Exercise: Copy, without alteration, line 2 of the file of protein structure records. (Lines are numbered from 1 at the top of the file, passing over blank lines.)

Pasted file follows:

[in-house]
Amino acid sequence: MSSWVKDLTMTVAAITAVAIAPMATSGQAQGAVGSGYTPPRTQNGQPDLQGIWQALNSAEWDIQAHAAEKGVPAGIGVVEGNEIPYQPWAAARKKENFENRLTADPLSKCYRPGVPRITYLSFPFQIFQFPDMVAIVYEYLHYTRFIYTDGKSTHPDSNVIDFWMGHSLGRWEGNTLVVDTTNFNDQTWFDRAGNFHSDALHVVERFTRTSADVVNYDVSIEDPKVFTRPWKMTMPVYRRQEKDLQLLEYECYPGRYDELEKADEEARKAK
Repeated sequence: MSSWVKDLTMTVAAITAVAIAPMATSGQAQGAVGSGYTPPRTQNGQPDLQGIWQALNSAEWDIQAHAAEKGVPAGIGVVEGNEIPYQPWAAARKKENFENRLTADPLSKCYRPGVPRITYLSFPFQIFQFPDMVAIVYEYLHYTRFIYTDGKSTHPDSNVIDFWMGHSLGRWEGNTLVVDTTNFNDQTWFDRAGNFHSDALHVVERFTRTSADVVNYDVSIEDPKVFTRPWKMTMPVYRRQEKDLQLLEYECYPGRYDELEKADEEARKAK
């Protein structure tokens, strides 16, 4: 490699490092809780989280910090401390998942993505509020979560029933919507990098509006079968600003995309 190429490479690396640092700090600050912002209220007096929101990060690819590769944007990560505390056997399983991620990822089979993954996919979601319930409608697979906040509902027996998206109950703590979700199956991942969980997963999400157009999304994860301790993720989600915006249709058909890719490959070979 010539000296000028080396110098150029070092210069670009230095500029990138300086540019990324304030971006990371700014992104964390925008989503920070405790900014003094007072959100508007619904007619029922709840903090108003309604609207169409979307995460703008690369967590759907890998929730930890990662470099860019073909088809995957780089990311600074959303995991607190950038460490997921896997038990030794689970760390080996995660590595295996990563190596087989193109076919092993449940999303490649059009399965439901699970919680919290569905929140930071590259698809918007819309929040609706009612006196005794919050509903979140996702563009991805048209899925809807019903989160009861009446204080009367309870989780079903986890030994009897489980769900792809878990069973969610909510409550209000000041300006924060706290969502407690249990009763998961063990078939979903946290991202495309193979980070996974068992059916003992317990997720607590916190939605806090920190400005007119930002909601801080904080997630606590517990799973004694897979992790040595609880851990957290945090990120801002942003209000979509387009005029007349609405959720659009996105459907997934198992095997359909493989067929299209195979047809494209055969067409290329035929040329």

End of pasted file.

Amino acid sequence: MSSWVKDLTMTVAAITAVAIAPMATSGQAQGAVGSGYTPPRTQNGQPDLQGIWQALNSAEWDIQAHAAEKGVPAGIGVVEGNEIPYQPWAAARKKENFENRLTADPLSKCYRPGVPRITYLSFPFQIFQFPDMVAIVYEYLHYTRFIYTDGKSTHPDSNVIDFWMGHSLGRWEGNTLVVDTTNFNDQTWFDRAGNFHSDALHVVERFTRTSADVVNYDVSIEDPKVFTRPWKMTMPVYRRQEKDLQLLEYECYPGRYDELEKADEEARKAK